Australian Government - Department of Foreign Affairs and Trade

Advancing the interests of Australia and Australians internationally

Australian Government - Department of Foreign Affairs and Trade

Advancing the interests of Australia and Australians internationally

1.1.5 South and West Asia, Middle East and Africa


The department expanded its diplomatic presence in Afghanistan as part of Australia’s enhanced whole-of-government engagement. A departmental official assumed the lead of the Uruzgan Provincial Reconstruction Team.

We built on the Strategic Partnership with India through the launch of free trade agreement negotiations in May 2011. We supported continued high level ministerial engagement with India. The department contributed to Australia’s whole-of-government strategy for engagement with Pakistan.

The department led the Government’s response to the political upheaval in the Middle East and North Africa. We intensified engagement with Egypt and Tunisia including assistance to support economic development and transition to democracy. We played an active role in supporting a solution to the conflict in Libya, where a humanitarian crisis escalated, including through urgent United Nations Security Council (UNSC) action.

We broadened our relations with members of the Gulf Cooperation Council (GCC), in particular the United Arab Emirates (UAE), including in the defence and security sphere. The Queensland Government and the department co-hosted a major GCC Business Mission to Queensland in May 2011, which was an outcome of the inaugural Australia–GCC Foreign Ministers Strategic Dialogue in March 2011 in the UAE.

A framework of cooperation was formalised during Mr Rudd’s visit to the Organisation of Islamic Cooperation (OIC) Council of Foreign Ministers Meeting in June 2011 in Astana, Kazakhstan. The department initiated an Arab–Australia Dialogue with the Arab League.

Australia now has diplomatic relations with 53 African countries following the establishment of diplomatic relations with the Democratic Republic of the Congo, Guinea Bissau and Somalia during 2010–11. This reflects growing economic interests, particularly in minerals and energy, along with Australia’s commitment to a more prosperous, stable and democratic Africa, and recognition of the role the region now plays in an increasingly interdependent world.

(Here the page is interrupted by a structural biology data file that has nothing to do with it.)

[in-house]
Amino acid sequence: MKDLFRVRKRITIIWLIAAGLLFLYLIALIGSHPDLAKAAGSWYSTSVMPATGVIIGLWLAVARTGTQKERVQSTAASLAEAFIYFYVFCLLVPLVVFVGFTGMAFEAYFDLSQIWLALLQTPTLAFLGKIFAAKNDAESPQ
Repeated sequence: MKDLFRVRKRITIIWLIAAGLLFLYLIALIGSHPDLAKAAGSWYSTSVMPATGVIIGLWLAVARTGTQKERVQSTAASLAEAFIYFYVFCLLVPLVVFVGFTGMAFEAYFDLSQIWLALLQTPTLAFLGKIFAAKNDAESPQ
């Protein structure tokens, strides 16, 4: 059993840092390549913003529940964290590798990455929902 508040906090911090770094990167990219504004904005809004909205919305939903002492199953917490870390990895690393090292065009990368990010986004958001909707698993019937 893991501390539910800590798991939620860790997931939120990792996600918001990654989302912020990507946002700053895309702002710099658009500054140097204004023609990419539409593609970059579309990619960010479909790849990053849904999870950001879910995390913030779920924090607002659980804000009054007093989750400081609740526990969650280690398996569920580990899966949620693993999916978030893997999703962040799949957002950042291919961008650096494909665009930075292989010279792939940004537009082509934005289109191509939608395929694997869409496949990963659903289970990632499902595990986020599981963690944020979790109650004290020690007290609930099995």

As part of Australia’s enhanced civilian contribution to Afghanistan in 2010–11, our diplomatic presence in Kabul and southern Afghanistan expanded. The deployment of additional departmental personnel—including the civilian head of the Uruzgan Provincial Reconstruction Team—complements and supports Australia’s substantial military, policing and aid commitments. Three dedicated detainee monitoring positions were created to visit Australian-apprehended detainees regularly and report on all such visits. To highlight the contribution of Australian civilians, the department worked closely with AusAID on a photographic exhibition on the civilian effort, opened by Mr Rudd in the presence of the Afghan Minister of Mines, Wahidullah Shahrani, in March 2011.

The department supported Mr Rudd’s visit to Uruzgan and Kabul in March 2011 and his participation in the NATO–International Security Assistance Force (ISAF) Foreign Ministers’ Meeting in Berlin in April 2011. We also supported the participation of Australia’s Special Envoy for Afghanistan and Pakistan, Mr Ric Smith, in the Kabul Conference in July 2010 and in meetings of the International Contact Group on Afghanistan. These multilateral meetings allowed Australia, together with its partners in the international coalition, to provide support for Afghan government planning on transition and national development. The department contributed to the October 2010 parliamentary debate on Afghanistan by providing input to ministerial speeches.

Personal Profile:

Photo - See caption below for description
Michael Cheyne

Michael Cheyne

As First Secretary at the embassy in Kabul, Michael Cheyne helped develop the Australian Government’s detainee monitoring program and leads the monitoring teams. These teams work to ensure humane treatment for detainees, consistent with Australia’s domestic and international legal obligations. He also works with international partners and the Afghan Government to build capacity in the Afghan justice system so that all Afghans have access to fair and effective courts and policing.

Michael’s role is part of the Government’s commitment since April 2010 to increase Australia’s civilian contribution to international efforts to stabilise Afghanistan. He is one of about 50 Australian civilians who assist with reconstruction, development and diplomatic efforts around the country, including the province of Uruzgan where most Australian troops are based. Australia is working closely with the International Security Assistance Force (ISAF) to create the conditions necessary for enduring stability.

“This is an exciting time for Afghanistan as the country prepares for transition to Afghan Government security leadership. While the security environment remains difficult, good progress is being made. It is a privilege to work with so many Afghans and the international community who have a positive vision for where the country is going and a strong commitment to making that vision a reality.”